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I’m going to get to all of the important parts of Orange is the New Black. I promise. But first, can we take a second to talk about Norma? Dear, sweet, mute Norma. The only things we really knew about her prior to season three is that she has a lovely singing voice (see season one’s finale and her spontaneous hymn), she is a loyal follower of Red, and, for whatever reason, doesn’t speak.
The rumors about Norma and her powers went from whisperings to a full–fledged prison following over the course of the first half of this season, so it was easy to anticipate that the show would delve into her past more thoroughly. And delve it did.
As it turns out, Norma was the bright eyed, enthusiastic follower of a cult in her youth. She also has a debilitating stutter. Without speaking, she (along with about a dozen other girls) marries her cult leader and dedicates her life to the cause—even after her husband is abandoned by all of his other wives and cult members. After she is verbally berated for being a weak, mute follower by her washed up lover, Norma decides to display her strength. By pushing said cult leader off of a cliff. Nicely done, Norma.
Norma’s flashback is the perfect example of OITNB’s season three format. The third installment lacks a true villain or conflict. It’s much more episodic than anything we’ve seen before, instead driven almost entirely by characters rather than any real plot. More specifically, these characters are driven by power—the lack thereof, the acquisition of it, and ever shifting balance of prison control.
This is seen quite nicely in episodes 5-7. While we do see a glimpse of an empowered Norma as she heaves her former lover off a mountain, we know she’s been reduced to Red’s combination of a friend, masseuse, and maid in prison for the last twelve years. And when Red is reinstated to head chef, taking Gloria’s place (another shift of power), the Russian chef assumes her loyal counterpart will take her rightful place as her (very, very quiet) second hand woman once more.
However, Norma’s newly acquired reputation as a healer leaves her with a strong prison family, eager and willing to do her bidding—excluding, of course, Red, who laughingly dismisses Norma’s powers. But when Red’s kitchen is reduced to an industrial, pre–made meal plan (Red’s worst nightmare), she receives a knowing, foreboding look from Norma.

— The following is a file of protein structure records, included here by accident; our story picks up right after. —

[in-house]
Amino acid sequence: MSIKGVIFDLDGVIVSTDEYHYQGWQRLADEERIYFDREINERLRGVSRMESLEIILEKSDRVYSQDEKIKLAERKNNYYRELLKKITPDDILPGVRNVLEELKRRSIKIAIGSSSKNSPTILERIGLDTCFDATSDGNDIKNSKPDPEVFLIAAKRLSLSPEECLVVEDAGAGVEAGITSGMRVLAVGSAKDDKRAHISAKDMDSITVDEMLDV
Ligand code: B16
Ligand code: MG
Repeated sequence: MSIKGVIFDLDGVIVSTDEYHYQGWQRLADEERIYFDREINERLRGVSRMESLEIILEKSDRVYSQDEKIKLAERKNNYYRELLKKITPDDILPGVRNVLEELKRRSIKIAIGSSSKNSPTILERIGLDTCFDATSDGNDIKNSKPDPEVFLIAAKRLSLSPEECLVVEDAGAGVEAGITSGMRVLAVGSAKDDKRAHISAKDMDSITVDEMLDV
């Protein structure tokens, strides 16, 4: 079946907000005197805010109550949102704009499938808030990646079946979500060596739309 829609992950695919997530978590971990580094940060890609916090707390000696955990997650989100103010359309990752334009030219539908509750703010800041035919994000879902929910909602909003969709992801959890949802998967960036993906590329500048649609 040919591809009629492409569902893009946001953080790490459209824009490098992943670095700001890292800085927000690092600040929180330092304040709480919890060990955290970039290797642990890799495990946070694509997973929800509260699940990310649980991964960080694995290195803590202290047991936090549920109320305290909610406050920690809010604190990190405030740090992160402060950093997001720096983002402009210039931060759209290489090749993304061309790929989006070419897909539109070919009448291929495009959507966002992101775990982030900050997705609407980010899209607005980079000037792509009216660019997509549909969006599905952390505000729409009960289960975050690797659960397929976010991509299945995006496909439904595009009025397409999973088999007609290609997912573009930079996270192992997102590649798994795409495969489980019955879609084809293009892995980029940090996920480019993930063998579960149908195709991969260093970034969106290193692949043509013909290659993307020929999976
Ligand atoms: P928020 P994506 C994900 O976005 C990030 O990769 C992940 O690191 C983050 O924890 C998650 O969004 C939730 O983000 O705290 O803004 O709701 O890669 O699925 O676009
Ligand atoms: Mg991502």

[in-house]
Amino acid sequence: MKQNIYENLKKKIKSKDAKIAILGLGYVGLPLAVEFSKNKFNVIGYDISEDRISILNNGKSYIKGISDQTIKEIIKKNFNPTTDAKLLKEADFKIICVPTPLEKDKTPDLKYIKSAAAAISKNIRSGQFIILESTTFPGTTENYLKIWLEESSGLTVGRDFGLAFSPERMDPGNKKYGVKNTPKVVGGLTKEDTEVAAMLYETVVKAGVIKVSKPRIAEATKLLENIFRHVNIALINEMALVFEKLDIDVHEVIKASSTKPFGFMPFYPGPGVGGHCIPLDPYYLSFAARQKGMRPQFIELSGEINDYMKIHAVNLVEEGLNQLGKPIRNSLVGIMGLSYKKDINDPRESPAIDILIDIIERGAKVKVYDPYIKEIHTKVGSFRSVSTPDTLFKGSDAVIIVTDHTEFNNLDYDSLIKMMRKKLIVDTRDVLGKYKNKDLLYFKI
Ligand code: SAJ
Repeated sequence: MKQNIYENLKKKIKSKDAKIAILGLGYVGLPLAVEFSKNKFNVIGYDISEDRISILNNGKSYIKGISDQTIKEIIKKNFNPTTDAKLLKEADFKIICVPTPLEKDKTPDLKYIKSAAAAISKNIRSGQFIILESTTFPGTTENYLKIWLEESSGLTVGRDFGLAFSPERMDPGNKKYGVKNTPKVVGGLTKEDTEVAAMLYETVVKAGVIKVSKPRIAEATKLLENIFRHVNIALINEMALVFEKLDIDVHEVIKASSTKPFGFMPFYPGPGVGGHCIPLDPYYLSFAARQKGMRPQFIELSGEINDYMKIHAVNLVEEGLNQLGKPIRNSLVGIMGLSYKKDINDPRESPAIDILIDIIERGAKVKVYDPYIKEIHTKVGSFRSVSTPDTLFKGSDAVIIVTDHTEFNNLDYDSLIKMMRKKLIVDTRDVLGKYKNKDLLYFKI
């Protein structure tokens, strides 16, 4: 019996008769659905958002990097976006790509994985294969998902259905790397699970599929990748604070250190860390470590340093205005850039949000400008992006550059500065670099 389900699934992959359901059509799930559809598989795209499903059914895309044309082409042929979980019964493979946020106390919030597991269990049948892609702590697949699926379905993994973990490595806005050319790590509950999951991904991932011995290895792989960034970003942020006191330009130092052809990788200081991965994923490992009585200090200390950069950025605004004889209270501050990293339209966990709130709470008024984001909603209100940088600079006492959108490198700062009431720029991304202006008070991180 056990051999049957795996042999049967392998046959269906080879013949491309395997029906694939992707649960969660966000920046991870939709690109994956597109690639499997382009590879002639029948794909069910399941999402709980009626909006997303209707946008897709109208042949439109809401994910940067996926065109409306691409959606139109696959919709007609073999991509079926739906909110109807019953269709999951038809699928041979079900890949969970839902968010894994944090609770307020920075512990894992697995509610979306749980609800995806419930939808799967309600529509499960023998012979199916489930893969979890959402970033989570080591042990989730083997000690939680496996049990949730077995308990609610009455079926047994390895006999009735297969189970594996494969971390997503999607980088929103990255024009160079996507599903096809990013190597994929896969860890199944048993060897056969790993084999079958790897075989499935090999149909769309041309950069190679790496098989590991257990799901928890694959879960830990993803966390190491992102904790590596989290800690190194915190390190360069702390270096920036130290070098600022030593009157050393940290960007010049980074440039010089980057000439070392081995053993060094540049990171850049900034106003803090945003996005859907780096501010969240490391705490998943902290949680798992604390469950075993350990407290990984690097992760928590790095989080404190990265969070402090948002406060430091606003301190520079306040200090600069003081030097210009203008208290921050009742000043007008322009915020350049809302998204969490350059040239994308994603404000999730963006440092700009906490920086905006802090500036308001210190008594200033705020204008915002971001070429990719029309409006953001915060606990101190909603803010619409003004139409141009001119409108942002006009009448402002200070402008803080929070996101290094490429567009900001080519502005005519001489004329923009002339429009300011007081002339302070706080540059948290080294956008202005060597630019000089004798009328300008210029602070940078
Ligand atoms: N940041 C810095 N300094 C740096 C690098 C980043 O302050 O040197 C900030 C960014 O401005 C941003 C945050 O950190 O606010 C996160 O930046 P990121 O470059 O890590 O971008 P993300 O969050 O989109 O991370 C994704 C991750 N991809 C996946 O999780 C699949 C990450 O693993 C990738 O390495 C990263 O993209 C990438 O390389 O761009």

So many questions! Is this a power shift from Gloria to Red to Norma? (Yes, it is.) Can we expect even more power to flood to Norma in the future? (Yes, probably.) Will we ever hear Norma speak, save for a single “son of a bitch!” after killing her husband? (Doubt it.)
Norma isn’t the only one displaying the changing power dynamics at Litchfield. Poussey’s grown powerless, allowing alcoholism and loneliness to control her. Marisol, as seen in her flashbacks, only wanted power over her life—we’re shown an ambitious teenager, selling fake drugs and manipulating her consumers. She rejects her mother’s proposed future: become a seamstress, like herself. However, after landing herself in prison, she receives a new job sewing underwear, and she too is powerless against fate seemingly guiding her toward the career she so resisted.
We also see Caputo try desperately to maintain power and control over Litchfield, to little result. He’s losing the war against privatization and the corporate web. This battle is frustrating, as it detracts from the inmates themselves. However (and I may be alone in this), I’ve grown to really like Caputo. He’s an unfortunate guy with an unfortunate job, but he cares about his prison and inmates. Oh, and he can really sing.
The best display of power seen so far is easily Chang’s flashback. Teenage Chang was quiet, awkward, and shy—she is outright rejected by a man seeking an arranged marriage, to the dismay of her brother, who can’t wait to rid himself of her. Chang proves her worth by aiding her brother’s illegal animal smuggling business, as well as by saving her brother’s business partner when an exchange goes awry. She also proves she’s a ruthless monster when she kidnaps her runaway suitor and cuts out his gallbladder. Talk about a power trip.
We mostly saw Chang doing some strange things the first two seasons. Little did we know, she probably yields the most power in Litchfield. She prepares her own meals, munches on a secret stash of oranges, and watches Chinese soaps on her smartphone. You go Chang.
Notice how I haven’t mentioned Piper yet? It’s because she’s just really not that important this season. Her arc consists of selling worn in panties and dating Alex. That’s nice for you Piper.